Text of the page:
Use of Acyclovir, Valacyclovir, and Famciclovir in the First Trimester of Pregnancy and the Risk of Birth Defects | Congenital Defects | JAMA | JAMA Network
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Original Contribution
August 25, 2010

Use of Acyclovir, Valacyclovir, and Famciclovir in the First Trimester of Pregnancy and the Risk of Birth Defects

Author Affiliations

Author Affiliations: Department of Epidemiology Research, Statens Serum Institut, Copenhagen, Denmark.

JAMA. 2010;304(8):859-866. doi:10.1001/jama.2010.1206

Context Herpes simplex and herpes zoster infections are common and often treated with antiviral drugs including acyclovir, valacyclovir, and famciclovir. Safety of these antivirals when used in the first trimester of pregnancy is insufficiently documented.

Objective To investigate associations between exposure to acyclovir, valacyclovir, and famciclovir in the first trimester of pregnancy and risk of major birth defects.

Design, Setting, and Participants Population-based historical cohort study of 837 795 live-born infants in Denmark from January 1, 1996, to September 30, 2008. Participants had no diagnoses of chromosomal aberrations, genetic syndromes, birth defect syndromes with known causes, or congenital viral infections. Nationwide registries were used to ascertain individual-level information on dispensed antiviral drugs, birth defect diagnoses (categorized according to a standardized classification scheme), and potential confounders.

Main Outcome Measure Prevalence odds ratios (PORs) of any major birth defect diagnosed within the first year of life by exposure to antiviral drugs.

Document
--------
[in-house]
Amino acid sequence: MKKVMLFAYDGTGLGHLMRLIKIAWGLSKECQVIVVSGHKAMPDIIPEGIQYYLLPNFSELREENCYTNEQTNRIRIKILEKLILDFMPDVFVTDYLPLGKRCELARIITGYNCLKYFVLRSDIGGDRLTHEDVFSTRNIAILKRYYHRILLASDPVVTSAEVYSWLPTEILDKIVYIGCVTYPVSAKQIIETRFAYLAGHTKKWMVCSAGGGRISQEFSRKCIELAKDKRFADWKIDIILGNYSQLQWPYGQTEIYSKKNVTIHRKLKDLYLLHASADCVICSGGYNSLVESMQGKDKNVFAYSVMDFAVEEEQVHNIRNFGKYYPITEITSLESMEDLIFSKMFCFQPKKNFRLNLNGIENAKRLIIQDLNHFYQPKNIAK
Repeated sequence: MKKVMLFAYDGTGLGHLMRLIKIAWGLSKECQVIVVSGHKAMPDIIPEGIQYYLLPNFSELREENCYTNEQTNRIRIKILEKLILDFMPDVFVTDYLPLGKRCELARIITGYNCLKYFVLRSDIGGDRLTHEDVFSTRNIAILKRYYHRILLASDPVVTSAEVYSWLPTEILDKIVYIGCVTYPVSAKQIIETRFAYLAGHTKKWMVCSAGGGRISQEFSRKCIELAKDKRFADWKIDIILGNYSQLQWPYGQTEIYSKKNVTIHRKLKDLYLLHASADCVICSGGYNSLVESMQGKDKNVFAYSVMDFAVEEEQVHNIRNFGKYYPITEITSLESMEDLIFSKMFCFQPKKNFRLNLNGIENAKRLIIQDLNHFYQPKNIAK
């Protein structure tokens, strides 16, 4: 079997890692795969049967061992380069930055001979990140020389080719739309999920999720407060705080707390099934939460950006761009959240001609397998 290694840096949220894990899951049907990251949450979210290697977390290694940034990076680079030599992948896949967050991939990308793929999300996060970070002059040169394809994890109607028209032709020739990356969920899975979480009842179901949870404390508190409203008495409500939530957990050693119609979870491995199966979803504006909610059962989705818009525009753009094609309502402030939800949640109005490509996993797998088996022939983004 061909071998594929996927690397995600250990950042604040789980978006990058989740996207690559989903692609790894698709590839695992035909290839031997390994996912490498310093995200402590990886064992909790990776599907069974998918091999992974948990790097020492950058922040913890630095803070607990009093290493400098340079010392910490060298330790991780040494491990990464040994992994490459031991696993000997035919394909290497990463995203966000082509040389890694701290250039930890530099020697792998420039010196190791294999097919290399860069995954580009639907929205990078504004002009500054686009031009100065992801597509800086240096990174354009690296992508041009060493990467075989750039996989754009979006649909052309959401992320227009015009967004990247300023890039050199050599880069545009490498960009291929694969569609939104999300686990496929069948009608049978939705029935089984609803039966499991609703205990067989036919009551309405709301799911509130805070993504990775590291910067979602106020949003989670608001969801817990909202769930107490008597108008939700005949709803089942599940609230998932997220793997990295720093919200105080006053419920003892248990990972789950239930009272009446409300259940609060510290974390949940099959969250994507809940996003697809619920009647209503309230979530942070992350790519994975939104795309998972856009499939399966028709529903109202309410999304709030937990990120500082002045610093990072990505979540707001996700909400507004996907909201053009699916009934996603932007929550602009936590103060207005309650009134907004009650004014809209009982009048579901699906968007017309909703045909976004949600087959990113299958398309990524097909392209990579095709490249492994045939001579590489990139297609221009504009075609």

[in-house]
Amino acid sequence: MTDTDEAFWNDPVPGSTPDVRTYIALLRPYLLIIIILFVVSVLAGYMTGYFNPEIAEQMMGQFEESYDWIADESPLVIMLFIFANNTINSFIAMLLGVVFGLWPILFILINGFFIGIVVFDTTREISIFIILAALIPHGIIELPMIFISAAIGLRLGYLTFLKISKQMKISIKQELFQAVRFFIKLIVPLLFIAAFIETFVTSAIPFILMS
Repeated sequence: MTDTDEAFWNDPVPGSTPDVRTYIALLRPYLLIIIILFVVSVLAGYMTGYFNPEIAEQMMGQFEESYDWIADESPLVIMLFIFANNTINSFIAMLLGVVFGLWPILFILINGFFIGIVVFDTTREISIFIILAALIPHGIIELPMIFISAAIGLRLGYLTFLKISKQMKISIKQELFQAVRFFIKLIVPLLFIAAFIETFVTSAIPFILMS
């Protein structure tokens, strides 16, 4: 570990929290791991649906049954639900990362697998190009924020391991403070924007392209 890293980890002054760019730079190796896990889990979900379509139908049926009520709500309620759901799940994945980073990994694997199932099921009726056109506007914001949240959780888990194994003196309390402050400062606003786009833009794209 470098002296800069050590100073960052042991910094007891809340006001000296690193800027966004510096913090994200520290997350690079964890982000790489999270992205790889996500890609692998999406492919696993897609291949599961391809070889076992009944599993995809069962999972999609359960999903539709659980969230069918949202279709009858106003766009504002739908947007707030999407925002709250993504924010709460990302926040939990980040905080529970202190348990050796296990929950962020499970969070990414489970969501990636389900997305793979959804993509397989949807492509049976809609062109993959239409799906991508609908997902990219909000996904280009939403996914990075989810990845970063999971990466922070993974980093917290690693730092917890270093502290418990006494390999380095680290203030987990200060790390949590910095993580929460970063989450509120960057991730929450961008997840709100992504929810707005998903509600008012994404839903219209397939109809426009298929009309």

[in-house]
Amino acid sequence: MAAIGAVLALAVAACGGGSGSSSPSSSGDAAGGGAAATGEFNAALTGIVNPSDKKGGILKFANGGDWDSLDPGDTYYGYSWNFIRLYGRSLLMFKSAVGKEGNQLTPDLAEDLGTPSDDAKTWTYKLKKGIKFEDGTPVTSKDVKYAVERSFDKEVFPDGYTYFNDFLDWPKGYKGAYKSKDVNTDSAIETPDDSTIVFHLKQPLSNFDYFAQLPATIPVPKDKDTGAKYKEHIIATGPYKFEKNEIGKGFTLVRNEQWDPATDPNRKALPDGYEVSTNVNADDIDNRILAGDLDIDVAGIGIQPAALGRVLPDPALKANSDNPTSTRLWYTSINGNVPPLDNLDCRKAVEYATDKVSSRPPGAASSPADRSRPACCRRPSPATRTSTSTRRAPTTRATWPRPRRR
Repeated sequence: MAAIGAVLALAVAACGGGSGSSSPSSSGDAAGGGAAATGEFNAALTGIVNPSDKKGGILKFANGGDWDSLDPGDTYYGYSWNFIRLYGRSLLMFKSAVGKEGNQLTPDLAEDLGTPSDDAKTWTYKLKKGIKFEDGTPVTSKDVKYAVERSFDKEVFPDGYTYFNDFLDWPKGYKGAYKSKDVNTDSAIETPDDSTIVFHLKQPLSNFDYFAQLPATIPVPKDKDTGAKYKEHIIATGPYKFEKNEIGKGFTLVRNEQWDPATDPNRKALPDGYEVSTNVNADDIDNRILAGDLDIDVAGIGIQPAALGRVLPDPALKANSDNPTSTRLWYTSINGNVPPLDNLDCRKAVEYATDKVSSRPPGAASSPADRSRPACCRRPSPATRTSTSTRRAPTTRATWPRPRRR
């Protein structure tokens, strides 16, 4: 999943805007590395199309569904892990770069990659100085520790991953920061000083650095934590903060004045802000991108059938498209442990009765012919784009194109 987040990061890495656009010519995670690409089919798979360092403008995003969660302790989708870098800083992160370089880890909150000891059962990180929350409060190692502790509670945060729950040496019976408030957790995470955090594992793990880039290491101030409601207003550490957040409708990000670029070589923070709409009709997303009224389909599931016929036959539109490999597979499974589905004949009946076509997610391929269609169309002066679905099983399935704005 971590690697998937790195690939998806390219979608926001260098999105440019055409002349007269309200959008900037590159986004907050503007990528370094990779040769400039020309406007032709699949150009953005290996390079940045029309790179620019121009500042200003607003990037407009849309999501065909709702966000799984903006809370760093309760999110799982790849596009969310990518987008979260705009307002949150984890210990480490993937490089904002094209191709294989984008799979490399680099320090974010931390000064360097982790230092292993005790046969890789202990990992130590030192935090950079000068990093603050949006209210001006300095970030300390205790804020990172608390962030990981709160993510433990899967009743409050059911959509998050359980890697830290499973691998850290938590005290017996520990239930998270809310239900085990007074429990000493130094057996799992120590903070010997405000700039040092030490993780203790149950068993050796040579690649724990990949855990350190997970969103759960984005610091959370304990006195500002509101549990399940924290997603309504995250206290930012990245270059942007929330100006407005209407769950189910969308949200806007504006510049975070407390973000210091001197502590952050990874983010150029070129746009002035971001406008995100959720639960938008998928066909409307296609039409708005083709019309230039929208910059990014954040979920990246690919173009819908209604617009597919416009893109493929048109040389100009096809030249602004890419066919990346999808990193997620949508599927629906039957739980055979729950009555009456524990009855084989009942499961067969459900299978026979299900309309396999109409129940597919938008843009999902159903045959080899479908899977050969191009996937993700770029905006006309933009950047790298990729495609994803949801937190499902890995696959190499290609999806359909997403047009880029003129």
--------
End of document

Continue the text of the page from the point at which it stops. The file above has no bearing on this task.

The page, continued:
Results Among 1804 pregnancies exposed to acyclovir, valacyclovir, or famciclovir in the first trimester, 40 infants (2.2%) were diagnosed with a major birth defect compared with 19 920 (2.4%) among the unexposed (adjusted POR, 0.89; 95% confidence interval [CI], 0.65-1.22). For individual antivirals, a major birth defect was diagnosed in 32 of 1561 infants (2.0%) with first-trimester exposure to acyclovir (adjusted POR, 0.82; 95% CI, 0.57-1.17) and in 7 of 229 infants (3.1%) with first-trimester exposure to valacyclovir (adjusted POR, 1.21; 95% CI, 0.56-2.62). Famciclovir exposure was uncommon (n = 26), with 1 infant (3.8%) diagnosed with a birth defect. Exploratory analyses revealed no associations between antiviral drug exposure and 13 different subgroups of birth defects, but the number of exposed cases in each subgroup was small.

Conclusion In this large nationwide cohort, exposure to acyclovir or valacyclovir in the first trimester of pregnancy was not associated with an increased risk of major birth defects.